Well, I was mostly on point. Robert Kozletsky, the man behind Apócrýphos, began the project with The Prisoners Cinema on Canadian print Cyclic Law. Later that year, he joined the Cryo crew with the collaborative album Onyx (featuring Simon Heath as Atrium Carceri, and Cyclic Law mainstay Kammerheit; aka: Cities Last Broadcast). Prior to that, he worked with Jakob Detelić as Psychomeanteum, and with Kyle Carney as Shock Frontier. A solid resume in a short period of time, all said. Mr. Kozlesky’s angle is taking strolls through abandoned macabre areas (old burial grounds, ghost towns), recording the still sounds that permeate such locales. That would explain the sense of recently deceased I get from Stone Speak …how can you capture that on tape anyhow? *shiver*
Only six tracks make up this album, most around the nine-minute mark. The first few develop in similar ways, a lengthy empty drone with field recordings establishing a mood, eventually morphing into dark, reflective pad work to end off; tracks in the back-half of Stone Speak generally evolve in the reverse direction. Some of these pad tones do an impeccable job tugging at the ol’ emotion endorphins (wow, Tenebrous is lovely), which I honestly did not expect from this record. Seems dark ambient still has a few tricks up her sleeve yet.
Saturday, December 17, 2016
Gander at some names in the tracklist: Laurent Garnier, Biosphere, Pete Lazonby, Josh Wink, Paul van Dyk, Carl Cox, Blake Baxter. That’s seven bona-fide legends of techno and trance on a double-disc compilation, all for an easy-breezy five bones off my back. And hey, Sunbeam, Doug Laurent, Scooter, and Joe T. Vannelli also show up, so maybe there’s some fun Euro cheese floating about too. Can’t see how such tonal clash can make for a consistent playback, but perhaps this Splash! compilation has an amazing gameplan, with plenty of unknown producers rounding things out into a cohesive whole. Price is worth a purchase just to find out. Right, about the only thing that interested me was the Mark Bell Remix of Novelty Waves, but there’s gotta’ be a few more worth the piddly investment. Sure, a few…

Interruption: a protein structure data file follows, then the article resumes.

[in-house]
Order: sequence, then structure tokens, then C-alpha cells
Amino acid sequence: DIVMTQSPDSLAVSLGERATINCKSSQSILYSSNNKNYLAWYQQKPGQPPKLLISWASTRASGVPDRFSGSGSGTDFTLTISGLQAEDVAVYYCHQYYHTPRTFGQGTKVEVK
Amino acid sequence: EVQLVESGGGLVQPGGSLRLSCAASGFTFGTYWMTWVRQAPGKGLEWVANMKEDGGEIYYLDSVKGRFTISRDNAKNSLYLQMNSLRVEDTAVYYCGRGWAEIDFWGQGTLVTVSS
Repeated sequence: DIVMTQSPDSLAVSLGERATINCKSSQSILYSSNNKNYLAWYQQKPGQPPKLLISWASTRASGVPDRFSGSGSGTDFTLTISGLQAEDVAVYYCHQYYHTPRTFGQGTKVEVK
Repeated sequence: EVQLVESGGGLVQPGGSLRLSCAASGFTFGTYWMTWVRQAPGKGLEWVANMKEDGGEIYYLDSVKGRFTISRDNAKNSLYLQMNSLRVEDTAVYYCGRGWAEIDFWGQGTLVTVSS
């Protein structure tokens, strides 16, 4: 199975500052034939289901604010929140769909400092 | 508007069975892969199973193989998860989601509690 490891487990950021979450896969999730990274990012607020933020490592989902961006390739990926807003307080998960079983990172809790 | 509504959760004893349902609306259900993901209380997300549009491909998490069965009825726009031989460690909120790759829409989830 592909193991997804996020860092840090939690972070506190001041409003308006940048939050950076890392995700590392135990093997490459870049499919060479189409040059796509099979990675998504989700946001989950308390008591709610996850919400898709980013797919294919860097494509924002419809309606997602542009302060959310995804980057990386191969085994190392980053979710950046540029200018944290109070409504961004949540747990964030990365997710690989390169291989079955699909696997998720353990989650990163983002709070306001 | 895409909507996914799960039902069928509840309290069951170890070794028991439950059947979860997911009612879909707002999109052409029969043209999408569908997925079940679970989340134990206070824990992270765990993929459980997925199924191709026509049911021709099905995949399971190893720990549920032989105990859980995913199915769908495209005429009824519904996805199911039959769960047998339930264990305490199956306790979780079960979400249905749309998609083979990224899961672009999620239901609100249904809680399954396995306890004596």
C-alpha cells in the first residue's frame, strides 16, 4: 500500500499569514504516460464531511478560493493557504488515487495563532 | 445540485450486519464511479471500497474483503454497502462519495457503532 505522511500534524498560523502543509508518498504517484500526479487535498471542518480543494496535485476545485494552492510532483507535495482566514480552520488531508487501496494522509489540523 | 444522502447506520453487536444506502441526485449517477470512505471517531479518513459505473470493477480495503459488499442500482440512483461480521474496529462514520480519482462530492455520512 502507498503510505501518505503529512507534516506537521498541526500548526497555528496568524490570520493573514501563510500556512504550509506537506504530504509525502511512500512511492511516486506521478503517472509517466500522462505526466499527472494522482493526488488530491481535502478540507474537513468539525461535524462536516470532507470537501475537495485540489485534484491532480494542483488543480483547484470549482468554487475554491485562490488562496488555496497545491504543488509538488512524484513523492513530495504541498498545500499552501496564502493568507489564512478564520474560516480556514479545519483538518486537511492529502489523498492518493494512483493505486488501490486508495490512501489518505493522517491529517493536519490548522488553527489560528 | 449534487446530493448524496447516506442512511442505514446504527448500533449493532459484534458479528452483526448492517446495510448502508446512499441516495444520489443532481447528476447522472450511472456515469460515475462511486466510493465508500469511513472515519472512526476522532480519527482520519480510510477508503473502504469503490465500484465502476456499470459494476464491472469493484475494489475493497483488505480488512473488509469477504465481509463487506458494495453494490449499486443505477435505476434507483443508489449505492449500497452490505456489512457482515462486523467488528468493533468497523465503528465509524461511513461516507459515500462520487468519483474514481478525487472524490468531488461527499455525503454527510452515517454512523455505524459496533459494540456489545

But what is Splash! in the first place? This comes care of Raum Records, yet another German dance label that sprung up in the wake of the collapsed Berlin Wall. Their biggest claim to fame is the _00% Underground compilation series, while releasing singles from such luminaries like Estelle, Marc Noise, C.O. Injection, Robotnico, and Insane (4). Ah, hmm… so Raum Records didn’t amount to much at all. Far as I can tell, Splash! was released to kick the label off with hot acts and spiffy advertising – literally making a splash on the German techno ‘underground’. They had the right idea, just none of the important licensing to make it happen.
For all the class names I listed above, it seems Raum Records got the most forgettable material from them. Carl Cox’s rub of Garnier’s Astral Dreams is just bog-standard euro techno. van Dyk’s go at Voices In Harmony is a useless radio edit. I have no idea how German trancers Sunbeam got their hands on Lazonby’s Wave Speech, and Bell’s take on Biosphere was completely disappointing for yours truly. Baxter’s Reach Out is at least an agreeable go at deep Detroit house, and it’s interesting hearing Winks’ Meditation Will Manifest, essentially his stab at a Spastik type of techno builder. Did it really need to be over fourteen minutes though? Small wonder it seldom saw compilation duty (R & S Records being stingy with it may have contributed, begging the question how Raum Records secured the rights for this release).
The rest of Splash! pretty much contains the standard acid and German trance of the era, with few of the charms the successful labels offered. Scooter does a remix for Ultra-Sonic’s Check Your Head, and with so much rubbish surrounding him, Baxxter’s “posse” shouts are somehow enjoyable. Holofonic Dream from Deanna Troi (yes, really) uses pad synths that reminded me of Morpheus 7, which makes sense given it’s the same guy (Ufuk Yildirim), Jeyênne’s Japanese Train has a vocal sample that sounds like a pisstake on Dance 2 Trance, and Groovemaster K. tries his hand at Soliloquy House. Everything else? Forget it. Not even worth a two-spot. Find yourself a Ravermeister CD instead.